Vietnam, Iraq Vets Recall War Experiences
(November 13, 2009)
Nov. 11, 2009 -
Retired Navy Rear Adm. Robert H. Shumaker is a famous U.S. military veteran who coined the term “Hanoi Hilton” when he was a prisoner of war from 1965 to 1973 in North Vietnam. Any person –- civilian or military –- who thinks they may have emotional problems should seek professional help, he said.
WASHINGTON, Nov. 12, 2009 – Generations of American servicemembers braved and
survived the din, destruction and uncertainty of war to return home to enjoy the
freedoms they helped to preserve for their fellow citizens.
Yet, returning veterans also can experience troubling wartime memories after the
Robert H. Shumaker, a tall, erect 76-year-old retired Navy rear admiral with a
shock of silver hair and bright blue eyes, is a famous U.S. military veteran who
coined the term “Hanoi Hilton” when he was a prisoner of war in North Vietnam.
Shumaker was shot down Feb. 11, 1965, while flying his F-8 Crusader jet during a
combat mission over North Vietnam. A faulty parachute caused him to break his
back upon reaching the ground, and he was captured by the North Vietnamese.
Over the next eight years, Shumaker said, he and other captive American
servicemembers were held in several prisoner of war facilities, where they
experienced beatings and torture. He was released on Feb. 12, 1973, and retired
from the Navy in 1988.
Shumaker was at George Washington University's Marvin Center on Veterans Day
yesterday, watching volunteers write letters to servicemembers and their
and assemble care packages for troops.
“It is really uplifting seeing the patriotism of people and the compassion of
people to do this,” Shumaker said. The event was sponsored by military-support
organization Blue Star Families and ServiceNation, a national campaign that
encourages volunteer service, in partnership with Target and the Public
Broadcasting Service. |
Shumaker said he is participating in a PBS documentary series that looks at how
people, including military members, deal with stress and depression to achieve
resilience and happiness in their lives. Titled “This Emotional Life,” the PBS
series is slated to premier at 9 p.m. Jan. 4-6. Check local listings, as the
time may vary in different markets.
“I'm in the happiness and resiliency” portion of the documentary, Shumaker said,
noting he appears in the last segment of the program.
Another of the human stories presented in the six-hour series, Shumaker said,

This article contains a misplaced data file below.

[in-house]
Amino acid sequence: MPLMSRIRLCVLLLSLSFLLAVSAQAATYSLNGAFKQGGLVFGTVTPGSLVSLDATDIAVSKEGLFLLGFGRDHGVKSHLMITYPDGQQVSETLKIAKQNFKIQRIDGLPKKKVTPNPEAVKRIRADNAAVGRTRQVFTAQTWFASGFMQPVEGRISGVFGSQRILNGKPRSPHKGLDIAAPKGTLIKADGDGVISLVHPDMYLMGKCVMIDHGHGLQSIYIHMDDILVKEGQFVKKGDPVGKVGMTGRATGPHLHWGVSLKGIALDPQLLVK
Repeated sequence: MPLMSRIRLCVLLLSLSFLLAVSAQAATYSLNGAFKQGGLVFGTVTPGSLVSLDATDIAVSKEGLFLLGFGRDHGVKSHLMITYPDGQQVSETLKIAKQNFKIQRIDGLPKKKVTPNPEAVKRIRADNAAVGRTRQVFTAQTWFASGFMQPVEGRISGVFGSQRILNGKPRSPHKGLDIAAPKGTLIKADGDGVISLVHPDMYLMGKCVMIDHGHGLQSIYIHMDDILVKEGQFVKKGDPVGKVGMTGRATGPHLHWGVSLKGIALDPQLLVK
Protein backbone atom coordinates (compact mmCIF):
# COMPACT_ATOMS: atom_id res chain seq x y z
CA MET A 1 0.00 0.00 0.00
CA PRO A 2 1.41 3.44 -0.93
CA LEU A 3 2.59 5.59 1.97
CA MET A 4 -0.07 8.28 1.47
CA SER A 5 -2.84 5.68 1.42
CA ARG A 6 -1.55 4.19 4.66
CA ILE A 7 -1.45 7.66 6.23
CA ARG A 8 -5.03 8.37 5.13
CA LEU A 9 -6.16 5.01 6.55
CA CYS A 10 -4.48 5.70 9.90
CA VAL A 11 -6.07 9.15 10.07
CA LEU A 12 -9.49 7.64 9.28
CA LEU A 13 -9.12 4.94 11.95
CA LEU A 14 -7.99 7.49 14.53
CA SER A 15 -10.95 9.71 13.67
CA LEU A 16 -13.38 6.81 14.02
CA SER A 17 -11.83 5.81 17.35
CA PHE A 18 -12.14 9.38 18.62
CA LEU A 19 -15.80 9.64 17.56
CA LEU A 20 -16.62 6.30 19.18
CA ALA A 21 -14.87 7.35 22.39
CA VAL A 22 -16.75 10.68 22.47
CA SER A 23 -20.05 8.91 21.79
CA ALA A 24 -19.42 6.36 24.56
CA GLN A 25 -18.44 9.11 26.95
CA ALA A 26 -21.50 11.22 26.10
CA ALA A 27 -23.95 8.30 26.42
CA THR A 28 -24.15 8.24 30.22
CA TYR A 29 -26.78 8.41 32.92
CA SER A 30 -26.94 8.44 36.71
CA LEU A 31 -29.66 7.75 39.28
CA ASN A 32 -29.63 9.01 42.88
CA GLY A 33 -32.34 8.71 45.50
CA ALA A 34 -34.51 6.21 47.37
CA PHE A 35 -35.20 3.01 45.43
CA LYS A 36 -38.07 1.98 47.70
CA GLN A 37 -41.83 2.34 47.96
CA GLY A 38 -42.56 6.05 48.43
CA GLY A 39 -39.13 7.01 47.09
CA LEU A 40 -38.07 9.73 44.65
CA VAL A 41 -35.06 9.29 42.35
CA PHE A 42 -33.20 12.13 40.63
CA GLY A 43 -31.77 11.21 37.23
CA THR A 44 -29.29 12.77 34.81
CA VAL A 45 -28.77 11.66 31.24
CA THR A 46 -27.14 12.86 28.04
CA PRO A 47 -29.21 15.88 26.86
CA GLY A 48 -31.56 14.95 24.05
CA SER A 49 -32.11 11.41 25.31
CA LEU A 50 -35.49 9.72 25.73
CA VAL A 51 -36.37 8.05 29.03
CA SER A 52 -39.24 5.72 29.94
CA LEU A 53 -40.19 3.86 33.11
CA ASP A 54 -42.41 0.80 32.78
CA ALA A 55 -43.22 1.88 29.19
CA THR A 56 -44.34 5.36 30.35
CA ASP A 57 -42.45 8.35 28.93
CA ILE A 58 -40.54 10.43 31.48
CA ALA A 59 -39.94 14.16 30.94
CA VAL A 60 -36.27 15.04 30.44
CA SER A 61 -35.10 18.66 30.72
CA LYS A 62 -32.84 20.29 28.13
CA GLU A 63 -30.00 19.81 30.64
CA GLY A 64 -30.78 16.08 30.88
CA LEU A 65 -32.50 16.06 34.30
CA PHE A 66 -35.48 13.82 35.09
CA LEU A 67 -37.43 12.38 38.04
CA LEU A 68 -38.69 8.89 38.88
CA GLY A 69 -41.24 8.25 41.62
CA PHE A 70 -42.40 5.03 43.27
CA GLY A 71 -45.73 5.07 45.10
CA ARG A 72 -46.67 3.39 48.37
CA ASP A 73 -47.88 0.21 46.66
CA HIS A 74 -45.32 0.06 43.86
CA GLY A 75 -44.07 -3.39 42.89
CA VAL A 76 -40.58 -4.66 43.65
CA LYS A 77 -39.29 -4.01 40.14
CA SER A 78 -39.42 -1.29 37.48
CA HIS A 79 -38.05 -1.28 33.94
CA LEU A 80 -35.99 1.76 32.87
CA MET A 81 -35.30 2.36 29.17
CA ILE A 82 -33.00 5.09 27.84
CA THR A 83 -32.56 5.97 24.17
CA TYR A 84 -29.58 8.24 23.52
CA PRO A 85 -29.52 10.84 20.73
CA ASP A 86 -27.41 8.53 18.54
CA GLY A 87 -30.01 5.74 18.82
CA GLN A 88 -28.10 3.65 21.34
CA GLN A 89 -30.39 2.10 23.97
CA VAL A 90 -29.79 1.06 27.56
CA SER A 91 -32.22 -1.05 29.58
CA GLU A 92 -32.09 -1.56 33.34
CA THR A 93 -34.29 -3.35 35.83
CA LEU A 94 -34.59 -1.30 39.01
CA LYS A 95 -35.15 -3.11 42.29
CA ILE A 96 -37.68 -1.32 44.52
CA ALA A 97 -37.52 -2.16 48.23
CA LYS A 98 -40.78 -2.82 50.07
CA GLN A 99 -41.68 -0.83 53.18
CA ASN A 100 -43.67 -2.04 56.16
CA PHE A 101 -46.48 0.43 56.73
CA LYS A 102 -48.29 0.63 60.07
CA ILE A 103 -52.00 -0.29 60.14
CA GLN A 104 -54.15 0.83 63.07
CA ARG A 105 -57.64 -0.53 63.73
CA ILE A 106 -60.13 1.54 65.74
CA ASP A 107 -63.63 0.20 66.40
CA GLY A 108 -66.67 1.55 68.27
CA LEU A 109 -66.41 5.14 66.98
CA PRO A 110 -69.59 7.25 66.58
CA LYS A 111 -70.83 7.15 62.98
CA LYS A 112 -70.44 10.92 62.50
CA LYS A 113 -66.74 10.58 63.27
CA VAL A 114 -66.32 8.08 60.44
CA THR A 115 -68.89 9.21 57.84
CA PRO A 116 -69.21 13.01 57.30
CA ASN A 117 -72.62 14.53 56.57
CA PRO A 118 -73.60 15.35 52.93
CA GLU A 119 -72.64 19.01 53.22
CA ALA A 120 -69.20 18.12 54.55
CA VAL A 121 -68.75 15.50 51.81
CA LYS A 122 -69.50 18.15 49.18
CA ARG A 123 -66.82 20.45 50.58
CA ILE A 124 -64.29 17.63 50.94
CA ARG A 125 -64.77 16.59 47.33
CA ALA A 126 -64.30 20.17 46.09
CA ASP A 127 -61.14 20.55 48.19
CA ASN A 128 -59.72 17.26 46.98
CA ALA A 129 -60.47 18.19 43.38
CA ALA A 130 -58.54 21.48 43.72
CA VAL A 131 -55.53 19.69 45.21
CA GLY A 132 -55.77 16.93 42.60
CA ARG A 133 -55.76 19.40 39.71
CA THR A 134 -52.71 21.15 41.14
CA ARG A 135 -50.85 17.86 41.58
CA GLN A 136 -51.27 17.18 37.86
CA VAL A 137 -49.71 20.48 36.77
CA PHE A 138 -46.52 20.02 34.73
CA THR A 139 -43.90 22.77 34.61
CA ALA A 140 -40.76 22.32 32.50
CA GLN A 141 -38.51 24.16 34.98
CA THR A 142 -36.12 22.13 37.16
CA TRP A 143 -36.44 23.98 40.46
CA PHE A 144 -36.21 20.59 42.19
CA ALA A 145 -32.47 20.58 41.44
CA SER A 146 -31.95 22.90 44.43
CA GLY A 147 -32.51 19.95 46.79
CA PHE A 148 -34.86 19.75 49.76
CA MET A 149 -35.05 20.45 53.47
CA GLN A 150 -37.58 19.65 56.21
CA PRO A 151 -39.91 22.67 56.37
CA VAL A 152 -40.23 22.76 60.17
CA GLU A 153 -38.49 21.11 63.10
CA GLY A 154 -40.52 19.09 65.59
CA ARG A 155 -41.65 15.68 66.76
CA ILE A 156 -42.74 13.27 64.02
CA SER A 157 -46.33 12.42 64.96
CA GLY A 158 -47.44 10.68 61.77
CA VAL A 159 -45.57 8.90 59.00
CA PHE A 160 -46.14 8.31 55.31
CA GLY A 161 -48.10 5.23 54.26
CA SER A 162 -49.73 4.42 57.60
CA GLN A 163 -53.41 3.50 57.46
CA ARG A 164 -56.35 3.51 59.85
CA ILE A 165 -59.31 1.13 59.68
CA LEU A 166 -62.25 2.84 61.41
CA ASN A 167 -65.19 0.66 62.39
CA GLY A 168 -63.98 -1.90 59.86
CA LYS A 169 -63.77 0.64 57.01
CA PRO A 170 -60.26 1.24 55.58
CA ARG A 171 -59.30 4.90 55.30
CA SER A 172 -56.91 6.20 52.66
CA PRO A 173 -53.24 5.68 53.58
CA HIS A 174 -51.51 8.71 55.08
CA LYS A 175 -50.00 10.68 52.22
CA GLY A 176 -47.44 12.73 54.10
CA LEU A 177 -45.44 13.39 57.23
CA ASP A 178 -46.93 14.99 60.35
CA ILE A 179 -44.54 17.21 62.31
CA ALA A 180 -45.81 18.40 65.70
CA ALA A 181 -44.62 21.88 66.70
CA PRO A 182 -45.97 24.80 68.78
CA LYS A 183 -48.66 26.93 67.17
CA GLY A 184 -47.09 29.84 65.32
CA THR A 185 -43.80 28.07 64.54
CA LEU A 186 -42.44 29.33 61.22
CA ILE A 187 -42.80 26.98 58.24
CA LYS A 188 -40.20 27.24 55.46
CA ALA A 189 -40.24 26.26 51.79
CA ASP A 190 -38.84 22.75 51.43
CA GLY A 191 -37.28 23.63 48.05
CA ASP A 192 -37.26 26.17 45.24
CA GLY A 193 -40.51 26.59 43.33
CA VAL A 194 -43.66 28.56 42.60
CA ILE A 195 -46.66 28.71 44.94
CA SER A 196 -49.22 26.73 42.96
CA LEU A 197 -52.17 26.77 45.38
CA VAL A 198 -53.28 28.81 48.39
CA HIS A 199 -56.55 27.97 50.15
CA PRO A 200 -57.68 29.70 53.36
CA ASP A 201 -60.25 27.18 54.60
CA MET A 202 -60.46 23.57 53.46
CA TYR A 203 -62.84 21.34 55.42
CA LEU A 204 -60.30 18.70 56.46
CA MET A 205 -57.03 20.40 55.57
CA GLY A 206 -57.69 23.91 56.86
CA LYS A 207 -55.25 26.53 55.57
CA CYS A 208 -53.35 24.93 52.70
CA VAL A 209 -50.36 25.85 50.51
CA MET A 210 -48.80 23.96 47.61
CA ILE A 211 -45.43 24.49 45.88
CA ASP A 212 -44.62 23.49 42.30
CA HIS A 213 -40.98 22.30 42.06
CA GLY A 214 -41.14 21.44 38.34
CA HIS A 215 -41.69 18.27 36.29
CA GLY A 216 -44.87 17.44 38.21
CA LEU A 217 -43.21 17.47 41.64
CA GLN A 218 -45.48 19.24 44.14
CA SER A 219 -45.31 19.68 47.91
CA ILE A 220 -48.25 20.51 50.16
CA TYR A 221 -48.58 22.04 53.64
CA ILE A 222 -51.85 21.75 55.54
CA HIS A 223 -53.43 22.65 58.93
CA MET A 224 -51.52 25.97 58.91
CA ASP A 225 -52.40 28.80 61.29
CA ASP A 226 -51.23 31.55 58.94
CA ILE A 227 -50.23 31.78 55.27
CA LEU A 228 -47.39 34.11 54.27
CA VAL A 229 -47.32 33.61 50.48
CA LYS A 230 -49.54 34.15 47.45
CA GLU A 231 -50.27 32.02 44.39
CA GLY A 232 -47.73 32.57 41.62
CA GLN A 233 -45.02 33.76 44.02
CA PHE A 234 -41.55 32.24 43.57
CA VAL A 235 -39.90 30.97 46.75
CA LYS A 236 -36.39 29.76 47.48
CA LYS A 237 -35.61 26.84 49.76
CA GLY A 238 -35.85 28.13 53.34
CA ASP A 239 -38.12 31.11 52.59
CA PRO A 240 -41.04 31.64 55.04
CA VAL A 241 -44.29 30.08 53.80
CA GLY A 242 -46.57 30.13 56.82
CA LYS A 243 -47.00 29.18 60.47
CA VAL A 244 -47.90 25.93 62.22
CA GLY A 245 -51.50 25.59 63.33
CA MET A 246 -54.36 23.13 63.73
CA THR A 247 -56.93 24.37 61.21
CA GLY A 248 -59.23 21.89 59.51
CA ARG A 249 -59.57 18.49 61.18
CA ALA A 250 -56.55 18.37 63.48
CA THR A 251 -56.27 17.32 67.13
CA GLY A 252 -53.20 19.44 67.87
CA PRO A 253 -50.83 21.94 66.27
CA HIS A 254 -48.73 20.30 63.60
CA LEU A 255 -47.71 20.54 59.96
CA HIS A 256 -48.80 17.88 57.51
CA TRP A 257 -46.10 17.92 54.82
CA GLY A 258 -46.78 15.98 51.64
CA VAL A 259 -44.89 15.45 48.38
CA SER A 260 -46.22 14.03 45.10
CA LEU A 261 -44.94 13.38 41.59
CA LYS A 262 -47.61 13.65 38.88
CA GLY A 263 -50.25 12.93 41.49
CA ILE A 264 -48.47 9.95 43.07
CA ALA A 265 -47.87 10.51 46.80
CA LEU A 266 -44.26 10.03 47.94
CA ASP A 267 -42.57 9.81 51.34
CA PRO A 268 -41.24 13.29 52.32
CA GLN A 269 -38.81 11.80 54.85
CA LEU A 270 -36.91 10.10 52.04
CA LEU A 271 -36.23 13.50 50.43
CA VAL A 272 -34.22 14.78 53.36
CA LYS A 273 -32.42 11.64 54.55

involves the emotions experienced by a couple who lost their daughter in the
April 16, 2007 shootings on the Virginia Tech campus.
Shumaker was asked how he was affected by his experiences in North Vietnamese
“It was pretty tough,” Shumaker said, noting that he and his fellow prisoners --
who at one time included U.S. Sen. John McCain -- “were tortured a lot.” He
acknowledged he'd undergone counseling to deal with the psychological
repercussions of his wartime imprisonment.
“I think professional people can assist that [healing] process and speed it up a
lot,” Shumaker said. People with traumatic memories and injuries, he said,
require “a lot of understanding by the people that surround them to bring them
back into the fold.”
Any person –- civilian or military –- who thinks they may have emotional
problems should seek professional help, he said.
“I think for too many years we've viewed psychiatric disturbances with aversion
-- you know, as a kind of a scar you don't want to reveal,” Shumaker said. “I
think through the years, and particularly now, we're starting to emerge” from
At age 26, former Marine Sgt. Brian Friend considers himself “one the luckiest
men alive,” having avoided death during two duty tours in Iraq. He served 20
months in Iraq during his four-year enlistment.
Friend now attends Portland State University in Portland, Ore., on the Post-9/11
GI Bill. He recounted his hair-raising Iraq experiences on Veterans Day to an
audience at George Washington University during his monologue in “The Telling
Project” performance that features military veterans and family members.
Since February 2008, The Telling Project has produced 10 performances across the
Pacific Northwest. Friend said he became aware of the project through his
school's student veterans organization.
Friend came away with a concussion and a ruptured eardrum after experiencing 19
enemy improvised explosive device attacks during convoy duty over the last six
months of his final deployment in Iraq in 2006 and 2007.
“I'm still alive. I'm still in one piece. And, for the most part, I am still
me,” Friend told the audience.
Upon his military discharge in September 2007, Friend took a year off to
assemble funding to complete his college degree. He also discovered that he
carried psychological wounds from his Iraq service.
“During that time, I actually went through one-on-one counseling and group
therapy for [post-traumatic stress disorder] for nightmares and stuff,” Friend
Participating in Telling Project performances, Friend said, has helped him to
deal with his post-traumatic stress disorder. The monologues also educate people
about what veterans can experience after they return from war, he added.
“It is like a weight off my shoulders,” Friend said, when he shares his war
experiences with audiences. “It is very therapeutic.”
Article and photo by Gerry J.
American Forces Press Service
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